Sleep regressions in babies usually last a maximum of six weeks. Your baby just needs time to adjust — whether they’re mastering a new milestone or recovering from a bug. How long the regression lasts will depend on your baby and the cause of the regression.
Can I Prevent Sleep Regressions?
Unfortunately, nothing can be done to prevent sleep regressions in babies! They’re a normal part of babyhood. The good news is, it will pass, and even though it might not seem like it at the time, your baby will definitely sleep through the night again one day. It’s highly unlikely your fifteen-year-old will wake up three times a night for breastmilk!
Coping Mechanisms for Sleep Regressions
While you can’t avoid sleep regressions entirely, there are a few coping mechanisms that might just keep you sane and keep you going:
- Avoid letting your baby get overtired — when babies are overtired, it can be harder for them to fall asleep and stay asleep. Learn your baby’s sleeping cues (yawning, eye-rubbing, far-off stares).
- Fill your baby up! They’re most likely going through a growth spurt and they’ll be ravenous. And a full tummy will help them sleep.
- Try to keep the bedtime routine consistent to offer stability and to get your baby accustomed to ‘the way things are’. Babies are smarter than we think they are and they can understand routine from quite an early age. For most families, bath, bottle (or boob) and book works really well. From an early age, my husband has sung the same four nursery rhymes to our son, in the same order, just before bed.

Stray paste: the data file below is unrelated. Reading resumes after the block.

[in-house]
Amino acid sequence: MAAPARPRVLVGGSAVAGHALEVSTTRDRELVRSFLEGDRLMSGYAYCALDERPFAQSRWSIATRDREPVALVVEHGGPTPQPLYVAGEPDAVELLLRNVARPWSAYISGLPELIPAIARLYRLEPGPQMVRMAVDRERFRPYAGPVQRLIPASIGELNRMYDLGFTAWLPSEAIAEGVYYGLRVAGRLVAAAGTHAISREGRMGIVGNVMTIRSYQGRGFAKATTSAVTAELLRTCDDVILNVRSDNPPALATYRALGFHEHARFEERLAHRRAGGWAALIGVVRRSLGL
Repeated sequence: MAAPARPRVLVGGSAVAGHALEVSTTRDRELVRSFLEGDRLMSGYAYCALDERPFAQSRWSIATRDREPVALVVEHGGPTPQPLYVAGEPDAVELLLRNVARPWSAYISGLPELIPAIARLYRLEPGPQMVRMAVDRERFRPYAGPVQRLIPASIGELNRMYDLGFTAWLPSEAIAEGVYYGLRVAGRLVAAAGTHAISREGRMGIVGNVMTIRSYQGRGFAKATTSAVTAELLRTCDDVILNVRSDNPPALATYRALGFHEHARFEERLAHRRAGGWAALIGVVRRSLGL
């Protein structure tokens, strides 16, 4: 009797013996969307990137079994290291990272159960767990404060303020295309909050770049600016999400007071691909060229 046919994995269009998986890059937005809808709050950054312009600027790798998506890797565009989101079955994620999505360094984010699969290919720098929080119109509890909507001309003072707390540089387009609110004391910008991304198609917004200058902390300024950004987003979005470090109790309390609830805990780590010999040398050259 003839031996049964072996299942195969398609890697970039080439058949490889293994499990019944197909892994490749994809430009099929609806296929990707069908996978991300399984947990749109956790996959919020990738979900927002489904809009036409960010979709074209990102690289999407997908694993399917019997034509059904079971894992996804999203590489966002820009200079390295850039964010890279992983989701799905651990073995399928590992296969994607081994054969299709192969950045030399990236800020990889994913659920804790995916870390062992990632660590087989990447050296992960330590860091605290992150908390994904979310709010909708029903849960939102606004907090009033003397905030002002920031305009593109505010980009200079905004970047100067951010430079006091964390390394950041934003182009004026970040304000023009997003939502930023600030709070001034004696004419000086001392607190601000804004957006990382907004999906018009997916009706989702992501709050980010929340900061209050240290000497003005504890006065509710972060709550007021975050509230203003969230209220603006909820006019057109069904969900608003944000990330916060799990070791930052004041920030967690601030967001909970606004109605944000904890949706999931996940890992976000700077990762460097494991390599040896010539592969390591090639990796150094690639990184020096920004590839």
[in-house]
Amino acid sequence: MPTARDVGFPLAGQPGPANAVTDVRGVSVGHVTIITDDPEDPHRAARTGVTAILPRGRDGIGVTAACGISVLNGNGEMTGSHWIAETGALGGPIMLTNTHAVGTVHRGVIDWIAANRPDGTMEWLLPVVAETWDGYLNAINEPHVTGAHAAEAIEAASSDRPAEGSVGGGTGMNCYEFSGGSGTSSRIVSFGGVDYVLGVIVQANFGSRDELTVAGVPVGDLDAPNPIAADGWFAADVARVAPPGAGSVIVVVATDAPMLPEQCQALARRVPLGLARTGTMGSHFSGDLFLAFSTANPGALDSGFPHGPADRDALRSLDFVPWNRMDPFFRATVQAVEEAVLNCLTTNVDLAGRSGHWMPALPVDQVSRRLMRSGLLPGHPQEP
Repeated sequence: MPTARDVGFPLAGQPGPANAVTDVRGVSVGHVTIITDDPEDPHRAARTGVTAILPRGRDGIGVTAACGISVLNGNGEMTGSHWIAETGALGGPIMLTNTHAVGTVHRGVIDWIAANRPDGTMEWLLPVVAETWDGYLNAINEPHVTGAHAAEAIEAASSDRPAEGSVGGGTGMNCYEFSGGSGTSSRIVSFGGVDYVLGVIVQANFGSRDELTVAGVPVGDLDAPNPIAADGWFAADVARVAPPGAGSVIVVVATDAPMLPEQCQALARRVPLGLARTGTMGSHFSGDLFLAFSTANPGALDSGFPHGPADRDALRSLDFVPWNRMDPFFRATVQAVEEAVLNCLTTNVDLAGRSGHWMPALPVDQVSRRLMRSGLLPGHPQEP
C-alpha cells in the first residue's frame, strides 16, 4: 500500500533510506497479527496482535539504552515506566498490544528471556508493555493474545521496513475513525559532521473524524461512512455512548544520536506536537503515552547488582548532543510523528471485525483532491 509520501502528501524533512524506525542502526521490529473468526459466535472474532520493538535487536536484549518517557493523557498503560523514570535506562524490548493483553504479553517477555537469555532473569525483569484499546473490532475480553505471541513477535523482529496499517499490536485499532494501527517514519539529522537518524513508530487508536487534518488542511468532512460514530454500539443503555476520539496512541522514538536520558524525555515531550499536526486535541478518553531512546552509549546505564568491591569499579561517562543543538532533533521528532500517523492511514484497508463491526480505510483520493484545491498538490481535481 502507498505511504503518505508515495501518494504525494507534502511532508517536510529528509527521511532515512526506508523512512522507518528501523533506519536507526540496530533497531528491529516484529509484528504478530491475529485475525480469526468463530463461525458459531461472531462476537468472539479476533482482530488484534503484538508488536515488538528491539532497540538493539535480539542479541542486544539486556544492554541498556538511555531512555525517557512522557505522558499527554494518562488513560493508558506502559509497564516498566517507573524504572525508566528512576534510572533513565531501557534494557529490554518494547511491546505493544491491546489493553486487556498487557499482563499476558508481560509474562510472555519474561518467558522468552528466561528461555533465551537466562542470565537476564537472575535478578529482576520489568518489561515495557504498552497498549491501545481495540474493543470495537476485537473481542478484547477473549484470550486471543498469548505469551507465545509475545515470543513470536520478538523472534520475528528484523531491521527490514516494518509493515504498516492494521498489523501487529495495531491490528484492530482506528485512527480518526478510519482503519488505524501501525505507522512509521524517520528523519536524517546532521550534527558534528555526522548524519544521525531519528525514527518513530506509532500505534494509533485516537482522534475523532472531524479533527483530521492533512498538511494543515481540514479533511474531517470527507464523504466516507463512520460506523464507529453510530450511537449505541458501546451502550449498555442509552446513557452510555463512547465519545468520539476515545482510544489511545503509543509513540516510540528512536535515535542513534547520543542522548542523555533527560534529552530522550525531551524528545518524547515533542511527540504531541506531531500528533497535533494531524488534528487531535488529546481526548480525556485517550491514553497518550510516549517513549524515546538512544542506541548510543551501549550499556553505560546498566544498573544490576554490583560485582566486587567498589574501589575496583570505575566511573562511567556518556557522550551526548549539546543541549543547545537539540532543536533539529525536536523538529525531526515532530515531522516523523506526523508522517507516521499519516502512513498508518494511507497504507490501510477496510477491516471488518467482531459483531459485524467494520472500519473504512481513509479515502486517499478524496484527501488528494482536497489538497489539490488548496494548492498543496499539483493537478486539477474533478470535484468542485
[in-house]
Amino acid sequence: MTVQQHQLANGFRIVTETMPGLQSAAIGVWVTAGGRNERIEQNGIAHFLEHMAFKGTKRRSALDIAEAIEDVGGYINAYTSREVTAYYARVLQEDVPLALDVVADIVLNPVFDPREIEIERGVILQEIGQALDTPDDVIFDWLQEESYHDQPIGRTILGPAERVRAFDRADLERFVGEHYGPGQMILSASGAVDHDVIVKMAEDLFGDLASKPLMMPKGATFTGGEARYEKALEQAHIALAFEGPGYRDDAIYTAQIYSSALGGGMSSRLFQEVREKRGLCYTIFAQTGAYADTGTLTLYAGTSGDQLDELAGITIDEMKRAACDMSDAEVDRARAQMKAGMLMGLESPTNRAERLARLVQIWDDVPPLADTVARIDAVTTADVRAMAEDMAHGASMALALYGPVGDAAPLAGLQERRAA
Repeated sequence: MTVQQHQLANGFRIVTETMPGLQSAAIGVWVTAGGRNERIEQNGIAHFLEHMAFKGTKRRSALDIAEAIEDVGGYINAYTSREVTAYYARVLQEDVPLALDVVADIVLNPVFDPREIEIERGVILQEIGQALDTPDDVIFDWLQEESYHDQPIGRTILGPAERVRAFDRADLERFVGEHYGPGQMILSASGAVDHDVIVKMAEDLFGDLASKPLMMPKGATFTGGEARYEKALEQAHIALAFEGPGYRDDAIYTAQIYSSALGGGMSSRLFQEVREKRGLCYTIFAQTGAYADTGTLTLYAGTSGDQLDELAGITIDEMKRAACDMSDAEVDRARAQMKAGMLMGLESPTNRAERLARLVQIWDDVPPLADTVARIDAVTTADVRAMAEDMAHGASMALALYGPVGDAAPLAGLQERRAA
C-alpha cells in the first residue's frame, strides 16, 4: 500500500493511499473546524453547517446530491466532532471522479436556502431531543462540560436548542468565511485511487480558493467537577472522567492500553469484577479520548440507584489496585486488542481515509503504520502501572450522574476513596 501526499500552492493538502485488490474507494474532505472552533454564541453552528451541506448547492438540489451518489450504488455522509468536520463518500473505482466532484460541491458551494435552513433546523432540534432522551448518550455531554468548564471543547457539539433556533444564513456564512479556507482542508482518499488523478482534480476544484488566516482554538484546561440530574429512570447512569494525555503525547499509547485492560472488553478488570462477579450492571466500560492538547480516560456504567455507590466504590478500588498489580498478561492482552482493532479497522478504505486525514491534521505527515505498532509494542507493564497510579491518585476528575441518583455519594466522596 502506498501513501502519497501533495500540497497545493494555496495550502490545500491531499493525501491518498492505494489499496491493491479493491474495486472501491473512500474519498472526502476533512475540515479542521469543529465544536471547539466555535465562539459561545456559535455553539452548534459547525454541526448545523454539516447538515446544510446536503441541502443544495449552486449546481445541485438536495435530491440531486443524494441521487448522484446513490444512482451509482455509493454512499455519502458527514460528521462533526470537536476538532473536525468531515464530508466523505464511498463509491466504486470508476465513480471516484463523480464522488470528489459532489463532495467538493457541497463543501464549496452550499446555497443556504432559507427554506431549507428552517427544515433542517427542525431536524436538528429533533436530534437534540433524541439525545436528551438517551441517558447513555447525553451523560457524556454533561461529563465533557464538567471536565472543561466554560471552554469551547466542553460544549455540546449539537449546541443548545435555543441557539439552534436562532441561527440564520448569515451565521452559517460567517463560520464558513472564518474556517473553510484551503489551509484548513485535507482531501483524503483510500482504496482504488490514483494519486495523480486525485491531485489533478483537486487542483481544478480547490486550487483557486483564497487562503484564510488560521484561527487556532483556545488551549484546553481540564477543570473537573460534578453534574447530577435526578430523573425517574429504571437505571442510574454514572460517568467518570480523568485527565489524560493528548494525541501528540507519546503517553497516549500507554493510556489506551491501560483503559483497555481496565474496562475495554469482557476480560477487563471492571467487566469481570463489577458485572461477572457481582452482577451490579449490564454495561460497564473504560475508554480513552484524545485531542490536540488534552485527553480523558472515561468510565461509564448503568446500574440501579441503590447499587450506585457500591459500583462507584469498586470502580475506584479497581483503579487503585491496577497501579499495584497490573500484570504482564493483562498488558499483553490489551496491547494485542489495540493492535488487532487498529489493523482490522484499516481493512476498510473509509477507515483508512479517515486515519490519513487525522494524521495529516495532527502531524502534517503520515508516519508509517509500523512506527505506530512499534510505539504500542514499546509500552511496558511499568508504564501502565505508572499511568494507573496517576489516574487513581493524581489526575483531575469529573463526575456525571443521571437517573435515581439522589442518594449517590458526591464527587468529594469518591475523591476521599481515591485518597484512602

- Don’t immediately rush in when you hear your baby crying! Leave them for a couple of minutes — sometimes babies fuss ever so slightly before they fall back to sleep. Most parents know the difference between a lazy whinge and a panicked cry, so if it’s the former, give it some time.
- When you check on your baby, keep the lights off and don’t talk to your baby. You are the most exciting thing in the world to them (aside from Iggle Piggle, possibly) and if you start engaging with them, they might think it’s play time.
- Give your baby lots of love and hugs during the day to help with any separation anxiety.
- Consider a white noise machine for a younger baby — it’s one of those baby hacks that actually seem to work! They can help your baby to tune out noises in their environment and the white noise reminds babies of the noises in the womb.
- Lots of parents swear by baby sleep sacks to ease fussiness and to help babies get back to sleep.
- Do lots of reading! The more you know about sleep regressions, the more prepared and armed you’ll feel. There are a lot of parenting books out there that cover this topic, including The Wonder Weeks by Hetty Van de Rijt, Frans Plooij and Xaiea Plas-Plooij.
- As for help — if you need a few hours for your own wellbeing and mental health, ask a friend or a family member to take care of your baby for a few hours. I’m sure there’ll be at least one eager volunteer!
- Remember that it’s a phase. Don’t be too hard on yourself — you’ve not caused this sleep regression. It’ll pass in its own time. And there’ll be plenty of time to exact your revenge when your baby is trying to sleep in as a teenager.